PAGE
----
s I write this column on All Saints' Day, Nov. 1, Rosa Parks lies in state in our nation's capital rotunda. She is being honored in this way as the person who started the civil rights movement by taking her seat on a bus in Montgomery, Ala., claiming her right as a fare paying citizen to occupy a vacant place on this public bus. Because she had the strength to take such a stand, a chain of events was set in motion where today many people of color occupy prominent positions in all walks of life.
We are thankful for her strength of character and convictions, but as I view our nation today I pray that there might be people of faith like her to come forward and take a stand on many other issues I find disturbing.
Is there someone who might take a stand on the issue of poverty? I read the other day that one billion people in our world live on less than $1 a day. When our United States is the wealthiest nation in the world, we are considered to be the stingiest.
Scripture speaks very decidedly about poverty and especially as Christians we hear Jesus reminding us in the beatitudes that, "I was hungry and you gave me food," therefore we are called to take a seat on the "Freedom Bus From Hunger" and thus raise up this moral issue of our times.
In like manner there needs to be people of faith to take a seat and challenge our society not only to cut the abortion rate but also really care about women and children. Is there someone who will take a seat and really be "pro family" by supporting parents in the most difficult and important job in America - raising children?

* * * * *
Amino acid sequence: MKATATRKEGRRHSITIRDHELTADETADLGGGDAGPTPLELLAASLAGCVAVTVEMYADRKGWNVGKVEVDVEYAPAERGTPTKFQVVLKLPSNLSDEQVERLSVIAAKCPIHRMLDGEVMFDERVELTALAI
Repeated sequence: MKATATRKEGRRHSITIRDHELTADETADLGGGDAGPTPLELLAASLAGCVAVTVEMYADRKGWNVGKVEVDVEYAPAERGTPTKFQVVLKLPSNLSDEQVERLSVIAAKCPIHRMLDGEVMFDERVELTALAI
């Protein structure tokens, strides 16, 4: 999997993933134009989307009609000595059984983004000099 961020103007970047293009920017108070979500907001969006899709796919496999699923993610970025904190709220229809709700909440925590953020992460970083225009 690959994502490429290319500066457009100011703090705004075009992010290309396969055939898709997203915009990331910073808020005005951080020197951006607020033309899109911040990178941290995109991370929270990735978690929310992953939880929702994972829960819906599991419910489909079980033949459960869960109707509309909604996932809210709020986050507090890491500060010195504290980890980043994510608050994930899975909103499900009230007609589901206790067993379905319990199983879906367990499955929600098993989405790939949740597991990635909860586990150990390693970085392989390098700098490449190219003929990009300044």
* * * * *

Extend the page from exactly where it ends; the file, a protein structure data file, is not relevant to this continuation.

There is a real epidemic today that may even be greater than the tragic pre-civil rights times - meth. Will someone take a seat on such moral and spiritual issues as the environment, freedom and justice, war and peace? By the way, terrorism will not be defeated by killing terrorists, but have we tried our biblical challenge to do unto others as we would have them do to us?
So what does all this have to say to us who live in a rather sheltered community? Plenty - until all people of faith from pew and pulpit take seriously our faith journeys, looking honestly at the issues of the day, change will never happen.
Until we think of saints as being more than special heroes of faith living in days gone by we will never bring change to our world.
But as we come to believe that a saint is a living acting person, responding to the way that God is leading, change will happen. Rosa Parks acted on her convictions and change happened. Are we willing to do the same whether we be pulpit or pew? That's how I see it on All Saints' Day 2005.
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